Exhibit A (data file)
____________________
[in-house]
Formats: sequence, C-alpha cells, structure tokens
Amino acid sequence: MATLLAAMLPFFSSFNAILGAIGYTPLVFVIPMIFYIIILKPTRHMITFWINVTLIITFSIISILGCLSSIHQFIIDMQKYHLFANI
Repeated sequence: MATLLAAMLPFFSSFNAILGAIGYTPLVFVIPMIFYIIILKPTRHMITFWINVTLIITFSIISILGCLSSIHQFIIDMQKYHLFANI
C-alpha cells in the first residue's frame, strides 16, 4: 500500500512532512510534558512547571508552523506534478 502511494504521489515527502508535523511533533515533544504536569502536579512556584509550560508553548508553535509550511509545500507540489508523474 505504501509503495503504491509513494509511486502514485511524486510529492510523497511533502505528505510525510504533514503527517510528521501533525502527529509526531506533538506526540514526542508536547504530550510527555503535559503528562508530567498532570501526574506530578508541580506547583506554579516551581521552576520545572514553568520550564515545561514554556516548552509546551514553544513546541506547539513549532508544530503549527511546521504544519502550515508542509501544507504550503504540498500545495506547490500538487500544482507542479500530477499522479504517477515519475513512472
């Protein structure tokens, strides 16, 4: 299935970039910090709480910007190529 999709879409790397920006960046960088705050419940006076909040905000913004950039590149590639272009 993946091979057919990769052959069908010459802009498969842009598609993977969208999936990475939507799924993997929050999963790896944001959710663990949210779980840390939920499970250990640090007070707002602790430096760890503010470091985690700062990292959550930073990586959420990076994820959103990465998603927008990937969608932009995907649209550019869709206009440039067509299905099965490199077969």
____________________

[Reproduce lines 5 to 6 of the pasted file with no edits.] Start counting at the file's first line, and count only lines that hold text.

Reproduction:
C-alpha cells in the first residue's frame, strides 16, 4: 500500500512532512510534558512547571508552523506534478 502511494504521489515527502508535523511533533515533544504536569502536579512556584509550560508553548508553535509550511509545500507540489508523474 505504501509503495503504491509513494509511486502514485511524486510529492510523497511533502505528505510525510504533514503527517510528521501533525502527529509526531506533538506526540514526542508536547504530550510527555503535559503528562508530567498532570501526574506530578508541580506547583506554579516551581521552576520545572514553568520550564515545561514554556516548552509546551514553544513546541506547539513549532508544530503549527511546521504544519502550515508542509501544507504550503504540498500545495506547490500538487500544482507542479500530477499522479504517477515519475513512472
């Protein structure tokens, strides 16, 4: 299935970039910090709480910007190529 999709879409790397920006960046960088705050419940006076909040905000913004950039590149590639272009 993946091979057919990769052959069908010459802009498969842009598609993977969208999936990475939507799924993997929050999963790896944001959710663990949210779980840390939920499970250990640090007070707002602790430096760890503010470091985690700062990292959550930073990586959420990076994820959103990465998603927008990937969608932009995907649209550019869709206009440039067509299905099965490199077969």